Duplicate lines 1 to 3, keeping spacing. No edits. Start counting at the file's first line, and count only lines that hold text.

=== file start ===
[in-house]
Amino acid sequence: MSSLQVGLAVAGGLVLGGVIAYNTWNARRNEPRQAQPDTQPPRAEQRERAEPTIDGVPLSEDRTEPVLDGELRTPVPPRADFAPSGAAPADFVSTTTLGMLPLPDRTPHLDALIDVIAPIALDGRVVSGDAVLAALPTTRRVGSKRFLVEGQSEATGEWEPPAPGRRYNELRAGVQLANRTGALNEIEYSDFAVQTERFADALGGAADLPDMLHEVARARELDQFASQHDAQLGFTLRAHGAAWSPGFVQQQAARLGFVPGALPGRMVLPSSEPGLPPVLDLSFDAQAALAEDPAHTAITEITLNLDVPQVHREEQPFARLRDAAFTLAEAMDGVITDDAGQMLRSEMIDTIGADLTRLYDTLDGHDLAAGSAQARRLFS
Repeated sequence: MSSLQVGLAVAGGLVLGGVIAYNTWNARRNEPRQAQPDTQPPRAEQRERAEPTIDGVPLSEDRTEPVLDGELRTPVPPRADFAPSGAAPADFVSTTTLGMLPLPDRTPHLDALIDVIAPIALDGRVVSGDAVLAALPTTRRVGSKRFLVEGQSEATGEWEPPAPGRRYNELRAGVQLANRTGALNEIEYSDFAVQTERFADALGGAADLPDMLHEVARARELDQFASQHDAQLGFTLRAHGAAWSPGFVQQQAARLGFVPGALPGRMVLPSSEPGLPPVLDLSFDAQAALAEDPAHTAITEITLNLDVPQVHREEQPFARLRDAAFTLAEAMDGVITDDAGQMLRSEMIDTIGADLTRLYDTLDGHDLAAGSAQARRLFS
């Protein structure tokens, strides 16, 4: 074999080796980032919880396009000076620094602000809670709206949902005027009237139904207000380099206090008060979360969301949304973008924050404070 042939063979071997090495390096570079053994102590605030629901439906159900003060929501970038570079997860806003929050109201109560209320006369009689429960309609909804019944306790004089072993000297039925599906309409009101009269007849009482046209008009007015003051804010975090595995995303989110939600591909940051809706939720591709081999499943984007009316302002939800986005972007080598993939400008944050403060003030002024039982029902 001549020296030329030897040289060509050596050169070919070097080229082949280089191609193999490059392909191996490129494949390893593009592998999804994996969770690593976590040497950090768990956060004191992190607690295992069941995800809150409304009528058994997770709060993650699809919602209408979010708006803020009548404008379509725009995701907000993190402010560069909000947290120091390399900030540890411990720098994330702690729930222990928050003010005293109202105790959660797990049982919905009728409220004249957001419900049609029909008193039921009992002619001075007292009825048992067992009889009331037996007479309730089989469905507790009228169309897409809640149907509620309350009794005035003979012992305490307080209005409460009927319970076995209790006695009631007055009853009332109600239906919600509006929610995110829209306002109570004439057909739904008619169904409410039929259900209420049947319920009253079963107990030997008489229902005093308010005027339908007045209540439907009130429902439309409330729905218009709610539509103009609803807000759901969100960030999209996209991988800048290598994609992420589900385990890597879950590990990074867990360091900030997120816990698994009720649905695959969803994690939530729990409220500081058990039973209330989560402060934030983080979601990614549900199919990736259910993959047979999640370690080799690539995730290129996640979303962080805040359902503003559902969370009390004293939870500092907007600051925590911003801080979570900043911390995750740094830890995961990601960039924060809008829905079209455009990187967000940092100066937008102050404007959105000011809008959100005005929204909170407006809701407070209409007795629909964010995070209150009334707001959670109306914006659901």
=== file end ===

[in-house]
Amino acid sequence: MSSLQVGLAVAGGLVLGGVIAYNTWNARRNEPRQAQPDTQPPRAEQRERAEPTIDGVPLSEDRTEPVLDGELRTPVPPRADFAPSGAAPADFVSTTTLGMLPLPDRTPHLDALIDVIAPIALDGRVVSGDAVLAALPTTRRVGSKRFLVEGQSEATGEWEPPAPGRRYNELRAGVQLANRTGALNEIEYSDFAVQTERFADALGGAADLPDMLHEVARARELDQFASQHDAQLGFTLRAHGAAWSPGFVQQQAARLGFVPGALPGRMVLPSSEPGLPPVLDLSFDAQAALAEDPAHTAITEITLNLDVPQVHREEQPFARLRDAAFTLAEAMDGVITDDAGQMLRSEMIDTIGADLTRLYDTLDGHDLAAGSAQARRLFS
Repeated sequence: MSSLQVGLAVAGGLVLGGVIAYNTWNARRNEPRQAQPDTQPPRAEQRERAEPTIDGVPLSEDRTEPVLDGELRTPVPPRADFAPSGAAPADFVSTTTLGMLPLPDRTPHLDALIDVIAPIALDGRVVSGDAVLAALPTTRRVGSKRFLVEGQSEATGEWEPPAPGRRYNELRAGVQLANRTGALNEIEYSDFAVQTERFADALGGAADLPDMLHEVARARELDQFASQHDAQLGFTLRAHGAAWSPGFVQQQAARLGFVPGALPGRMVLPSSEPGLPPVLDLSFDAQAALAEDPAHTAITEITLNLDVPQVHREEQPFARLRDAAFTLAEAMDGVITDDAGQMLRSEMIDTIGADLTRLYDTLDGHDLAAGSAQARRLFS